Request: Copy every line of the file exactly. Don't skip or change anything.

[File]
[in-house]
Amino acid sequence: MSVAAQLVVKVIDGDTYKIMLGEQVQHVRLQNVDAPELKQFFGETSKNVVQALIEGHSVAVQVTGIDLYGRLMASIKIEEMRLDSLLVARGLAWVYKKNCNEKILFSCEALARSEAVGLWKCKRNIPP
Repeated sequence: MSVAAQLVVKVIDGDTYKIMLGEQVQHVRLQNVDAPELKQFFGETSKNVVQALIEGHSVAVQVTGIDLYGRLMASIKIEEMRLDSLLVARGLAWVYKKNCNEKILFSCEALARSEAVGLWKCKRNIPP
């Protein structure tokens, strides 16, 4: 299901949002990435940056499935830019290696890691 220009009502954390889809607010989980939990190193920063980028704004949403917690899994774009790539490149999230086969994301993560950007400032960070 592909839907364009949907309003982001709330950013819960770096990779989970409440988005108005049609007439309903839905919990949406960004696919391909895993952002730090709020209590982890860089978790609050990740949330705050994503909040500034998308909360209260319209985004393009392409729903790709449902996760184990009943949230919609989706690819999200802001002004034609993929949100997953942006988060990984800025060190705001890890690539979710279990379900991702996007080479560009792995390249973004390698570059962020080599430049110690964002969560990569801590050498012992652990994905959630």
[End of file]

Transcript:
[in-house]
Amino acid sequence: MSVAAQLVVKVIDGDTYKIMLGEQVQHVRLQNVDAPELKQFFGETSKNVVQALIEGHSVAVQVTGIDLYGRLMASIKIEEMRLDSLLVARGLAWVYKKNCNEKILFSCEALARSEAVGLWKCKRNIPP
Repeated sequence: MSVAAQLVVKVIDGDTYKIMLGEQVQHVRLQNVDAPELKQFFGETSKNVVQALIEGHSVAVQVTGIDLYGRLMASIKIEEMRLDSLLVARGLAWVYKKNCNEKILFSCEALARSEAVGLWKCKRNIPP
């Protein structure tokens, strides 16, 4: 299901949002990435940056499935830019290696890691 220009009502954390889809607010989980939990190193920063980028704004949403917690899994774009790539490149999230086969994301993560950007400032960070 592909839907364009949907309003982001709330950013819960770096990779989970409440988005108005049609007439309903839905919990949406960004696919391909895993952002730090709020209590982890860089978790609050990740949330705050994503909040500034998308909360209260319209985004393009392409729903790709449902996760184990009943949230919609989706690819999200802001002004034609993929949100997953942006988060990984800025060190705001890890690539979710279990379900991702996007080479560009792995390249973004390698570059962020080599430049110690964002969560990569801590050498012992652990994905959630």